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Sixth Circuit Holds Pro Se Prisoner's Medical Malpractice Complaint Timely Filed When Given To Prison Authorities

 
 

HLD, v. 30, n. 7 (July 2002)

Sixth Circuit Holds Pro Se Prisoner's Medical Malpractice Complaint Timely Filed When Given To Prison Authorities

Plaintiff Joe J. Richard, a federal prisoner, was diagnosed with prostate cancer during his incarceration. He underwent prostate surgery at Samaritan Hospital (hospital) and alleged that he suffered rectal and bladder injury due to the surgeon's negligence in performing the surgery. He filed a complaint against the surgeon and the hospital, which the trial court dismissed as time-barred because it was stamped "filed" by the court clerk one day after the statute of limitations expired.

The Sixth Circuit vacated the trial court's decision and held that Richard's complaint was timely filed. The appeals court noted that in the instant case, the state statute of limitations for medical malpractice applied, and thus the action "must be brought within one year of the date on which the cause of action accrues." The court stated that a medical malpractice action "accrues at the time the injury is first discovered or in the exercise of reasonable care should have been discovered." The court held that, because the instant case involved a pro se prisoner, the holding set forth by the U.S. Supreme Court in Houston v. Lack, 487 U.S. 266 (1988) should apply. The court reiterated that in Houston, the Supreme Court held that the "mailbox rule" applied; thus, a pro se incarcerated prisoner's appeal was deemed filed when the notice of appeal was given to prison officials. The appeals court held that the reasoning of Houston should apply in the instant case because the rules governing the filing of civil complaints in federal court are similar to the rules governing the filing of federal appeals. Moreover, the court determined that pro se prisoners have no control over the filing of their claims, and that prison officials may be motivated to willfully obstruct the prisoner's claim. Thus, the court concluded that, after applying these principles, Richard's claim was indeed timely filed when he gave the complaint to prison authorities. Accordingly, the appeals court vacated the trial court's dismissal of the complaint.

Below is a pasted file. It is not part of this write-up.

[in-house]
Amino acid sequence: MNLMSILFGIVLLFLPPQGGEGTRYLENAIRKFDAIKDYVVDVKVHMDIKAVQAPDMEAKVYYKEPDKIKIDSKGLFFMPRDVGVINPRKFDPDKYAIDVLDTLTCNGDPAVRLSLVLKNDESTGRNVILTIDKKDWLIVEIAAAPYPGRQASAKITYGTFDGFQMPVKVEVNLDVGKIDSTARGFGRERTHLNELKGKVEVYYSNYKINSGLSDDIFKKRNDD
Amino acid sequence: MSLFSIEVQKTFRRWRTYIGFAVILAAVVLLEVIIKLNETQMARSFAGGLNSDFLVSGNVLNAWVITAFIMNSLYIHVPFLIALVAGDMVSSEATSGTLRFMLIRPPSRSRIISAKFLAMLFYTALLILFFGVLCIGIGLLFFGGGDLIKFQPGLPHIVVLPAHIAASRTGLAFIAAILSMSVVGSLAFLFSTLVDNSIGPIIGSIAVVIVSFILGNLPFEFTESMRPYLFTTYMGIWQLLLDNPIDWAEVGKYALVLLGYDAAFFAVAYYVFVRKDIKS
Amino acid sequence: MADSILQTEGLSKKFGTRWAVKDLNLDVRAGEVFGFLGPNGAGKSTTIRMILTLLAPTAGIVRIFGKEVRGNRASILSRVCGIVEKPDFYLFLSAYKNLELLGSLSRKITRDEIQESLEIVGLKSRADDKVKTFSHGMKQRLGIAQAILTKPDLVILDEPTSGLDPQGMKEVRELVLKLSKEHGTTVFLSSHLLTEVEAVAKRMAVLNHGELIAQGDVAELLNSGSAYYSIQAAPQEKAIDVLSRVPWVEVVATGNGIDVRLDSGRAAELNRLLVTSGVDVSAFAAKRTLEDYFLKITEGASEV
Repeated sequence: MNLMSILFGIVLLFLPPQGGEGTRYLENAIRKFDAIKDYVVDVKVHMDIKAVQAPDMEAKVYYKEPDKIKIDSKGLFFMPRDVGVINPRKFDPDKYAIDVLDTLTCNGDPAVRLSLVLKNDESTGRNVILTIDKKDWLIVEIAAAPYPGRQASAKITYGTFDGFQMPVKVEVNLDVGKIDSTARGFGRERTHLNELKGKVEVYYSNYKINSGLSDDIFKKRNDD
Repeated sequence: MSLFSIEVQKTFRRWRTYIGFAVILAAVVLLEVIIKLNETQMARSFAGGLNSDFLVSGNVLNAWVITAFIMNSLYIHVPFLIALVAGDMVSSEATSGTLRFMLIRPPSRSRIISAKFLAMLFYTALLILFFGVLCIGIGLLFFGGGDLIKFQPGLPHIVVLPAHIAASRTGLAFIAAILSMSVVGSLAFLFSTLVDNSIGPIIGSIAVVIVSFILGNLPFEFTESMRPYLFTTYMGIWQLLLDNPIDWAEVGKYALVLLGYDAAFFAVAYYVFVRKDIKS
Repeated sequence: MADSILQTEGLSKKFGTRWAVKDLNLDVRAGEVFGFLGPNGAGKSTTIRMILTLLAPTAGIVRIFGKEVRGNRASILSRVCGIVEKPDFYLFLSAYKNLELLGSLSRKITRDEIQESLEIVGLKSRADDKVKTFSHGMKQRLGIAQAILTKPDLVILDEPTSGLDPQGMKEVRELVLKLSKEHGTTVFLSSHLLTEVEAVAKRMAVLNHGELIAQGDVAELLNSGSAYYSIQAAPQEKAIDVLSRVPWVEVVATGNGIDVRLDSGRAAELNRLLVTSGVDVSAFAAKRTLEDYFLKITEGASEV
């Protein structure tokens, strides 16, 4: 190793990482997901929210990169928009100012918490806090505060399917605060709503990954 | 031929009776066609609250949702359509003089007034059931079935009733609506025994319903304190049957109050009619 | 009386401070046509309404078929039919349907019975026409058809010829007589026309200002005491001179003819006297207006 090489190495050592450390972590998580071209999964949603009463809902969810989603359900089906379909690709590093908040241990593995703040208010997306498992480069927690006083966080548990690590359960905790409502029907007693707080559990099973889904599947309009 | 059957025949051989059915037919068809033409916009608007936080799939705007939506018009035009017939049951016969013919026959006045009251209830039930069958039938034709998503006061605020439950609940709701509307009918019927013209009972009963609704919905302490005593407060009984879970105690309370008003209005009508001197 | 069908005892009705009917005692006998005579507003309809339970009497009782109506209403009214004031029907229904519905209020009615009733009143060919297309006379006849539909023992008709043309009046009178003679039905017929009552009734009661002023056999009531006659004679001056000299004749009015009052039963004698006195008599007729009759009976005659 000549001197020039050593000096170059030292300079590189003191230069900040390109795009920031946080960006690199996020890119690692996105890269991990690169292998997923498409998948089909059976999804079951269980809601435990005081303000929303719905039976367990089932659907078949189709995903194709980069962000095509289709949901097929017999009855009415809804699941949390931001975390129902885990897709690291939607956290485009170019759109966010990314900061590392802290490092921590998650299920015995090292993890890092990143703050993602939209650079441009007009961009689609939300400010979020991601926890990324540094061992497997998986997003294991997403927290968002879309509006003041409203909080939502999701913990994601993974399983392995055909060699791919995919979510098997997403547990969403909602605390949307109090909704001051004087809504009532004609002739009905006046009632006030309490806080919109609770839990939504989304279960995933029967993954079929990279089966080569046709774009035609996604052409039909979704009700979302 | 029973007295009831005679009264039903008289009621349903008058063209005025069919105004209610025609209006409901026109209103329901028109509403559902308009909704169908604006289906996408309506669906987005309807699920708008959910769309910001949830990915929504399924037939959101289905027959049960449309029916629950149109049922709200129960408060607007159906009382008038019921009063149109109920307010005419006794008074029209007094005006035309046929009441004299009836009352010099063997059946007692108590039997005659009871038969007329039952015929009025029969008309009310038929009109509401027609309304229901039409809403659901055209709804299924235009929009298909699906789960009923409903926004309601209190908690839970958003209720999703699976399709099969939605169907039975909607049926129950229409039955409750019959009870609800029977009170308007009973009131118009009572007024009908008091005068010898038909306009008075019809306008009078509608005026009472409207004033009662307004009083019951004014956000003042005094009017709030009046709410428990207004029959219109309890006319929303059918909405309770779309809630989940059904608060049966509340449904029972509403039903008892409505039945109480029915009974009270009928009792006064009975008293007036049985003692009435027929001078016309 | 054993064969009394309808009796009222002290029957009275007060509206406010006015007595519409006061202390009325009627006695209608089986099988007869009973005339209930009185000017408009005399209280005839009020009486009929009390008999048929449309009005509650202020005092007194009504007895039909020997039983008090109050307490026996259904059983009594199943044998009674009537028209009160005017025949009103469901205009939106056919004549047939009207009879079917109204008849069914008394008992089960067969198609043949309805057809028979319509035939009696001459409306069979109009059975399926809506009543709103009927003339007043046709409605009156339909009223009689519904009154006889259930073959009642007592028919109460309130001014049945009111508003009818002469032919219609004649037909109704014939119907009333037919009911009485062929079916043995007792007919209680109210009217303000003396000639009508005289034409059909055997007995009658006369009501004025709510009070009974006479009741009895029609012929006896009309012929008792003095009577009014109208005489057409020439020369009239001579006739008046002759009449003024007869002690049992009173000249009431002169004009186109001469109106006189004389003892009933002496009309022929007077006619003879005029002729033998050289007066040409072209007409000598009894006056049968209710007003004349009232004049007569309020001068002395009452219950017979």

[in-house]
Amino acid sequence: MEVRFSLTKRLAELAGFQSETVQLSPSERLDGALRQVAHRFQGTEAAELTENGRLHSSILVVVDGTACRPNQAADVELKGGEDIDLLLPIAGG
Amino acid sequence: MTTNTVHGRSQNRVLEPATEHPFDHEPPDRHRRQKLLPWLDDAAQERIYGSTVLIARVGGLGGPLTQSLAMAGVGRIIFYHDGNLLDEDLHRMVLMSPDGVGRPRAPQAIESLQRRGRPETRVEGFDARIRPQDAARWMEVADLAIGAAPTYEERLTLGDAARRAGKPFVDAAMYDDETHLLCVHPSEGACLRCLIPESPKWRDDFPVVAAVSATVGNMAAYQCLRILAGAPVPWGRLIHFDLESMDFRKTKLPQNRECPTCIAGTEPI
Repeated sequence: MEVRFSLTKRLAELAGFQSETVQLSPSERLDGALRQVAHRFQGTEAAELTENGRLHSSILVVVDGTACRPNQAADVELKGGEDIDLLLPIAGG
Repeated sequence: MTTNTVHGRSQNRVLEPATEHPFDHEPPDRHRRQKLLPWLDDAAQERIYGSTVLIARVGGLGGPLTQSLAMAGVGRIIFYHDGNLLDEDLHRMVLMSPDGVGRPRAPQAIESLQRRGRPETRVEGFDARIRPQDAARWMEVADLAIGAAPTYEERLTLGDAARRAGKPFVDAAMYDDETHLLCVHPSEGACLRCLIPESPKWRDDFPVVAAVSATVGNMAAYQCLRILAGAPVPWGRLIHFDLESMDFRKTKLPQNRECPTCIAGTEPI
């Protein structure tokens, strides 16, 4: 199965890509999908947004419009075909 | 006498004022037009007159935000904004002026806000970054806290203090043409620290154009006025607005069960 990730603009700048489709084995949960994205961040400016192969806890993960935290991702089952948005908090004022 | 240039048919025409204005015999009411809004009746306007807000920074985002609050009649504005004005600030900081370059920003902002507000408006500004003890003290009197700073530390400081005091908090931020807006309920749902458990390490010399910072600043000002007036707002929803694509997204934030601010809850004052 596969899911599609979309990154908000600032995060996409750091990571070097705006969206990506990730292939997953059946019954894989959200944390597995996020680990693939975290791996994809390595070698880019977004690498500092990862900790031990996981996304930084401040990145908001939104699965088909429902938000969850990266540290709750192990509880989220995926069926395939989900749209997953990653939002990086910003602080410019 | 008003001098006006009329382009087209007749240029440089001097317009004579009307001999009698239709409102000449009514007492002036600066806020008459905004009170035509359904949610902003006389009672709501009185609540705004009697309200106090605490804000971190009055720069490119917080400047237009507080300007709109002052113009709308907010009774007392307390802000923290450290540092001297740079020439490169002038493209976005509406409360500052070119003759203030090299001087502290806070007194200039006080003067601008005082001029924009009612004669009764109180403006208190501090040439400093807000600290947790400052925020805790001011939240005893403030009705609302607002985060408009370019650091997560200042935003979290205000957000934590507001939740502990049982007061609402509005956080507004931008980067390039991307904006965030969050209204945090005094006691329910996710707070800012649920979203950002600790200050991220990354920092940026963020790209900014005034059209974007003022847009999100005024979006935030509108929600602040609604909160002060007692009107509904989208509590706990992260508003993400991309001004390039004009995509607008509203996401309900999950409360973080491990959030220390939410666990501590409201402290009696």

Richard v. Ray, No. 01-5665, 2002 WL 875651 (6th Cir. May 8, 2002) (4 pages).

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